Sales force

As a new production of an Arthur

Miller classic comes to town. Mark

Fisher talks to its star, Timothy West. '

The last time Timothy West was in Glasgow he was starring in Eugene ()‘Neill's Long Day’s Jottrney into Night with his wife Prunella Scales in the National Theatre touring production. Now while Scales is tip to her neck in sand in Samuel Beckett’s Happy Days in lingland. West returns to the Theatre Royal in the lead role of Arthur Miller's [)(‘tli/i aft: .S'a/csnian in a Theatr (.‘lwyd production directed by Janet Suzman. ‘lt's very full-blooded.' says West after a successful opening week in North Wales. ‘Janet has quite rightly tried to expunge any kind of sentimentality. which I've sometimes found in other productions of it. it can slip over into sentimentality. even a kind of

romanticism. and she‘s really gone for that and torn it

to pieces.‘

The character of Willy Loman (a surname like that could only spell tragedy) is one of the most memorable creations of 20th century drama, a man who bought the American Dream only to see it sell him short. Losing his job as a lowly but once

prosperous salesman at the age of 63. Loman turns to

suicide in order to save his family from penury. Where once this drama spoke directly to the American nation. now the rise of the enterprise culture has sent its resonances across the world. as Miller himself documented in Salesman in Beijing. an account of his staging of the play in China. ‘I

don't think people are sitting there saying. “My God. i

this is a searing indictment of consumer society. Marjorie. isn‘t it?” because it's about so many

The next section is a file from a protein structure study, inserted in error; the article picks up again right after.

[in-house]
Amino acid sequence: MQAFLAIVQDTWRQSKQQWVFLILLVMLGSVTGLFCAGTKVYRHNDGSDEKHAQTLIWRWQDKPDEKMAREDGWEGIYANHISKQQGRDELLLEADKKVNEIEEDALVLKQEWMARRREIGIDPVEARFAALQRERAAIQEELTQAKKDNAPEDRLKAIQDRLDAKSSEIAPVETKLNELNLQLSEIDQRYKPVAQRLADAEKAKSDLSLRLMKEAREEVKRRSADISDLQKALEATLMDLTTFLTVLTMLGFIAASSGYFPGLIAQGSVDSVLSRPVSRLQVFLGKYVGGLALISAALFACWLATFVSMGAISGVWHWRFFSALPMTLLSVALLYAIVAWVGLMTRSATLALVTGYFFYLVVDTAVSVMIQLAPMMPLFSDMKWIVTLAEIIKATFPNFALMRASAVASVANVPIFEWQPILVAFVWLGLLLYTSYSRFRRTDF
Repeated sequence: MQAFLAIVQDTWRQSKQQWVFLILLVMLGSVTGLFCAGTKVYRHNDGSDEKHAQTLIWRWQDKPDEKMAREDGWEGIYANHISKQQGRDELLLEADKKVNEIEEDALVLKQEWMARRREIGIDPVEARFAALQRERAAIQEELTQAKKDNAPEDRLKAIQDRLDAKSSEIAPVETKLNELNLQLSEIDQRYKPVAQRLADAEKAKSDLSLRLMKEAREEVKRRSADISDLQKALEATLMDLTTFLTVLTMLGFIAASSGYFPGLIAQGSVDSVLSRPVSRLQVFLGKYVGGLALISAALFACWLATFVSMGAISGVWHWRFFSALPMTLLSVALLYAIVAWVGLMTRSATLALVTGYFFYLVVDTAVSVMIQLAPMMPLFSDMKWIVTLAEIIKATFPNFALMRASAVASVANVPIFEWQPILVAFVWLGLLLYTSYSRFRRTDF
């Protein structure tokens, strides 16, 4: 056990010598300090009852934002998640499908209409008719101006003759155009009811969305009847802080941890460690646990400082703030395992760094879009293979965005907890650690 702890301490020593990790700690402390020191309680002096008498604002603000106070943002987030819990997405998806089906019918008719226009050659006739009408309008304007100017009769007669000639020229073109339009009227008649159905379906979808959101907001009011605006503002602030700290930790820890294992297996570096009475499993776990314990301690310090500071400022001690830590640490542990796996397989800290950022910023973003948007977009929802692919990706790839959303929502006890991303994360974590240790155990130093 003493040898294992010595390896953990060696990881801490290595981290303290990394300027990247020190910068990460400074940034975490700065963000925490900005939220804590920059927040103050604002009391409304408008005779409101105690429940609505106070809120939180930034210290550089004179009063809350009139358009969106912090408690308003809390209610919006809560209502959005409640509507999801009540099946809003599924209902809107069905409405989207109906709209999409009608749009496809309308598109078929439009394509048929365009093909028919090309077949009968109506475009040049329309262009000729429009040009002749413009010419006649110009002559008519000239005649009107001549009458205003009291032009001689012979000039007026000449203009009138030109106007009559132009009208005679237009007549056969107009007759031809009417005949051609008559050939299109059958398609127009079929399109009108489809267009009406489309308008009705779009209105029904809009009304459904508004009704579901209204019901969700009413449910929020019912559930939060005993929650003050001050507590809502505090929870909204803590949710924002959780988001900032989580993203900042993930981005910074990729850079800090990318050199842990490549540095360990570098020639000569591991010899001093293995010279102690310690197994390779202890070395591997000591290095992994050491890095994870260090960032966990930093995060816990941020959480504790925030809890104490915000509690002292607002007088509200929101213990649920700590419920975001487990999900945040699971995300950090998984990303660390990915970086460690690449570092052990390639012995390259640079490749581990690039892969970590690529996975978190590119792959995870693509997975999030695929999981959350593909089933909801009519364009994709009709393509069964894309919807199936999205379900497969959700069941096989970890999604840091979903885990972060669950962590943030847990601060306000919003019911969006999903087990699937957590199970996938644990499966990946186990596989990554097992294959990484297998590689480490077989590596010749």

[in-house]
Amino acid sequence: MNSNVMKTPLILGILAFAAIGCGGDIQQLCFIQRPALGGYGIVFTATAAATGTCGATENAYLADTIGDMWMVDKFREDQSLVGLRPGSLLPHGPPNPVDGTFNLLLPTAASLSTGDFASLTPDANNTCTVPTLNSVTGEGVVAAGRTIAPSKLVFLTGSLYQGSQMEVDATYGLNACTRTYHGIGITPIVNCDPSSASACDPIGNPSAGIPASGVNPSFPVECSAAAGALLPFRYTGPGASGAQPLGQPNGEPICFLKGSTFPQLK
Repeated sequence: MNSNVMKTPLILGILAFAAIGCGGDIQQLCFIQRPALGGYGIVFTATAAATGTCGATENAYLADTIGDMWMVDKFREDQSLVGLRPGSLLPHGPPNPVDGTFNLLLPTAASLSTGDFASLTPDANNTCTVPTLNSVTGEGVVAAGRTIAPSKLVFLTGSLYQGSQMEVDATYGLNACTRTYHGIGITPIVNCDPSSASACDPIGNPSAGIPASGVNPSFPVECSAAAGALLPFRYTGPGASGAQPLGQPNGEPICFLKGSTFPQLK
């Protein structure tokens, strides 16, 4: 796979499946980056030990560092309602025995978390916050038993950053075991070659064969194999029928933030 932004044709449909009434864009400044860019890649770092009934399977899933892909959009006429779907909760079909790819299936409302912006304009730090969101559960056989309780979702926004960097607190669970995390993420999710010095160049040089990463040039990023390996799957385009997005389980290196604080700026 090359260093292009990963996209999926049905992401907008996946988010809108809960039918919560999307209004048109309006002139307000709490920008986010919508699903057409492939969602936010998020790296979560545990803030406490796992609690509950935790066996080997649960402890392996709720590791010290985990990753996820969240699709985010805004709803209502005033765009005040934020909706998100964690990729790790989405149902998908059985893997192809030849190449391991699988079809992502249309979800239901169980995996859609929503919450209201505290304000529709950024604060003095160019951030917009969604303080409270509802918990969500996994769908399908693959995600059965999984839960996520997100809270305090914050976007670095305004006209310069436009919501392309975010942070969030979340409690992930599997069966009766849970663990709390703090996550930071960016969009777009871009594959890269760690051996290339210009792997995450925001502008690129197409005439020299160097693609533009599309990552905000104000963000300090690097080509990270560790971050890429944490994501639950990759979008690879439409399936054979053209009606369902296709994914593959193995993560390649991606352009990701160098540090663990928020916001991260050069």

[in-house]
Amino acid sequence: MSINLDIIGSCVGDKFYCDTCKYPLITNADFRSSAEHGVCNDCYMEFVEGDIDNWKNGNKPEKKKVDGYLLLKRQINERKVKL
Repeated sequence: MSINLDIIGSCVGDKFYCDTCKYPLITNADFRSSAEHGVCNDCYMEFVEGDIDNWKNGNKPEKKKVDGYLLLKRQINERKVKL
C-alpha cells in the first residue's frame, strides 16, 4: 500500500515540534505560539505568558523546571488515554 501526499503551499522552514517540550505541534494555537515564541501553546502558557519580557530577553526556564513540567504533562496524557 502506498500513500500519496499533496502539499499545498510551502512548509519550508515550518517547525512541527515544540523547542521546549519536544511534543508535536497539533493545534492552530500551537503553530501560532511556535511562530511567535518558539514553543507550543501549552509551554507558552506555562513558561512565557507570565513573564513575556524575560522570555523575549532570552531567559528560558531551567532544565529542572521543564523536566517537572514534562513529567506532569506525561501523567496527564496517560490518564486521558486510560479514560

Timothy West as Willy loman

things.‘ says West. ‘But it perhaps touches people very nearly at the moment. On a domestic level. the difficulties that so many families experience in being able to pay the next instalment on the fridge. whether they can afford to get the car mended. whether they can stump tip the next payment on the insurance; that kind of thing speaks very readily to people now.‘ Miller is reported to be ‘delighted~ that the 58-year- old actor is playing the role for the first time and indeed. it‘s a role that West himself is delighted to be playing. He does admit. however, that had he approached the role ten or twenty years ago, he

would have made a less persuasive job of it. ‘I think all Miller‘s senior characters. the people who have families. are very substantial people. 1 mean really quite complex. and they have a lot of feelings that you cart only appreciate if you are a certain age. I now know what it feels like to have two perfectly grown—up sons which is an enormous help. l'nless

L you‘ve actually got that situation —- not that l have

those kind of problems with children. you understand! ~ but you do look at it from a different direction.‘

‘I don’t think people are sitting there saying, “My God, this is a searing indictment of consumer society, Marjorie, isn’t it?”

And helping him look in that direction is Janet Suzman who. like West in his time. is pursuing the

twin career of actor and. in this case. director. Like those who have worked with Kenneth Branagh in